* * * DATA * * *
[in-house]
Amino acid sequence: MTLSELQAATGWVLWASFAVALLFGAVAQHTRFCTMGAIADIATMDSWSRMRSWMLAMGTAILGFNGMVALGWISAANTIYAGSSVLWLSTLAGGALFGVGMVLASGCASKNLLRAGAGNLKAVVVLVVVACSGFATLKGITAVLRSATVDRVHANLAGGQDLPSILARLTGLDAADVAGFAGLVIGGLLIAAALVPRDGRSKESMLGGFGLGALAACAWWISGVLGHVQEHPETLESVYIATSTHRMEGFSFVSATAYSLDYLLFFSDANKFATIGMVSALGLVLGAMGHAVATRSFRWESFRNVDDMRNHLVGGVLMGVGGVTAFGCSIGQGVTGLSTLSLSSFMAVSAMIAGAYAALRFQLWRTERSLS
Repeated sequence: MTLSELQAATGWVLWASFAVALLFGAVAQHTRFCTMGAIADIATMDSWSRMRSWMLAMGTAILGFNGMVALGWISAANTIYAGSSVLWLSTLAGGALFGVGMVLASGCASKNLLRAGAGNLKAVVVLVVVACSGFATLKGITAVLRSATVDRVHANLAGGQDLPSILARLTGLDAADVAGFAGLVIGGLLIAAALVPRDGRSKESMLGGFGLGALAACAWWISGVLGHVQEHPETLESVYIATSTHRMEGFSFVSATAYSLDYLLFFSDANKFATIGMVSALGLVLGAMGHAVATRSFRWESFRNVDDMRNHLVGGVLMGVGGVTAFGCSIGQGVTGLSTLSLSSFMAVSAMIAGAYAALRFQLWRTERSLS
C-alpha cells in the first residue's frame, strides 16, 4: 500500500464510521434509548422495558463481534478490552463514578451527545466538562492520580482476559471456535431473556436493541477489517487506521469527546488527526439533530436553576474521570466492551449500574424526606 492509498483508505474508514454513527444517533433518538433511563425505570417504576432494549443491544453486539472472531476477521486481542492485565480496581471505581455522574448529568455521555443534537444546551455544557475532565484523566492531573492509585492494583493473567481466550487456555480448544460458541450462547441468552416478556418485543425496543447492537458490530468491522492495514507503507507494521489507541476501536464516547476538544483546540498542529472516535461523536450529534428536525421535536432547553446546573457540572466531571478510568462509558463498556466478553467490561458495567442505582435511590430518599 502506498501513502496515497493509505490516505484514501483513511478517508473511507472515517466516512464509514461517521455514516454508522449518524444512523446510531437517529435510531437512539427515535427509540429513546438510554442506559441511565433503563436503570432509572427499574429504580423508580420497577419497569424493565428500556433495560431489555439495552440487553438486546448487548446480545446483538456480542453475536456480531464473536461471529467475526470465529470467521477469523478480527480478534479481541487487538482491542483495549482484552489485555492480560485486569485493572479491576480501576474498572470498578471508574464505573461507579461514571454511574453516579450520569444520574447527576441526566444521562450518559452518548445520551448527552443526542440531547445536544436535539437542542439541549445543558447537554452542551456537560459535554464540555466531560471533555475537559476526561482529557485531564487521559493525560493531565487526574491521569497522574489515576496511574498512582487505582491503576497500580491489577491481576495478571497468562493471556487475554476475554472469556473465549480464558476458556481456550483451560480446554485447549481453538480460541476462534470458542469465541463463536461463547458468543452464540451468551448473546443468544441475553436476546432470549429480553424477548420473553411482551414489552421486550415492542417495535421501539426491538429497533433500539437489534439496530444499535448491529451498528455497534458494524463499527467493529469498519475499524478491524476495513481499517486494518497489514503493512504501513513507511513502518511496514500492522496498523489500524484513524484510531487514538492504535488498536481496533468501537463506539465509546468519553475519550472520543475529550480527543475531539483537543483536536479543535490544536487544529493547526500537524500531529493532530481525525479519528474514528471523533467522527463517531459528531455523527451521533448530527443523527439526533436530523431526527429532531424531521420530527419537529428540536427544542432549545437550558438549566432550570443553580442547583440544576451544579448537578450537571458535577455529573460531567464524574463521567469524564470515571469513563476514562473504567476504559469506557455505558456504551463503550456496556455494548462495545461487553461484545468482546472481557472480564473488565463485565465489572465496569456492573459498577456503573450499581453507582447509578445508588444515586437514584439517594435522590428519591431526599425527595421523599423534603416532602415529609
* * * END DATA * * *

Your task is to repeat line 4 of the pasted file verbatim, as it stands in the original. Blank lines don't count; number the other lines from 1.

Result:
C-alpha cells in the first residue's frame, strides 16, 4: 500500500464510521434509548422495558463481534478490552463514578451527545466538562492520580482476559471456535431473556436493541477489517487506521469527546488527526439533530436553576474521570466492551449500574424526606 492509498483508505474508514454513527444517533433518538433511563425505570417504576432494549443491544453486539472472531476477521486481542492485565480496581471505581455522574448529568455521555443534537444546551455544557475532565484523566492531573492509585492494583493473567481466550487456555480448544460458541450462547441468552416478556418485543425496543447492537458490530468491522492495514507503507507494521489507541476501536464516547476538544483546540498542529472516535461523536450529534428536525421535536432547553446546573457540572466531571478510568462509558463498556466478553467490561458495567442505582435511590430518599 502506498501513502496515497493509505490516505484514501483513511478517508473511507472515517466516512464509514461517521455514516454508522449518524444512523446510531437517529435510531437512539427515535427509540429513546438510554442506559441511565433503563436503570432509572427499574429504580423508580420497577419497569424493565428500556433495560431489555439495552440487553438486546448487548446480545446483538456480542453475536456480531464473536461471529467475526470465529470467521477469523478480527480478534479481541487487538482491542483495549482484552489485555492480560485486569485493572479491576480501576474498572470498578471508574464505573461507579461514571454511574453516579450520569444520574447527576441526566444521562450518559452518548445520551448527552443526542440531547445536544436535539437542542439541549445543558447537554452542551456537560459535554464540555466531560471533555475537559476526561482529557485531564487521559493525560493531565487526574491521569497522574489515576496511574498512582487505582491503576497500580491489577491481576495478571497468562493471556487475554476475554472469556473465549480464558476458556481456550483451560480446554485447549481453538480460541476462534470458542469465541463463536461463547458468543452464540451468551448473546443468544441475553436476546432470549429480553424477548420473553411482551414489552421486550415492542417495535421501539426491538429497533433500539437489534439496530444499535448491529451498528455497534458494524463499527467493529469498519475499524478491524476495513481499517486494518497489514503493512504501513513507511513502518511496514500492522496498523489500524484513524484510531487514538492504535488498536481496533468501537463506539465509546468519553475519550472520543475529550480527543475531539483537543483536536479543535490544536487544529493547526500537524500531529493532530481525525479519528474514528471523533467522527463517531459528531455523527451521533448530527443523527439526533436530523431526527429532531424531521420530527419537529428540536427544542432549545437550558438549566432550570443553580442547583440544576451544579448537578450537571458535577455529573460531567464524574463521567469524564470515571469513563476514562473504567476504559469506557455505558456504551463503550456496556455494548462495545461487553461484545468482546472481557472480564473488565463485565465489572465496569456492573459498577456503573450499581453507582447509578445508588444515586437514584439517594435522590428519591431526599425527595421523599423534603416532602415529609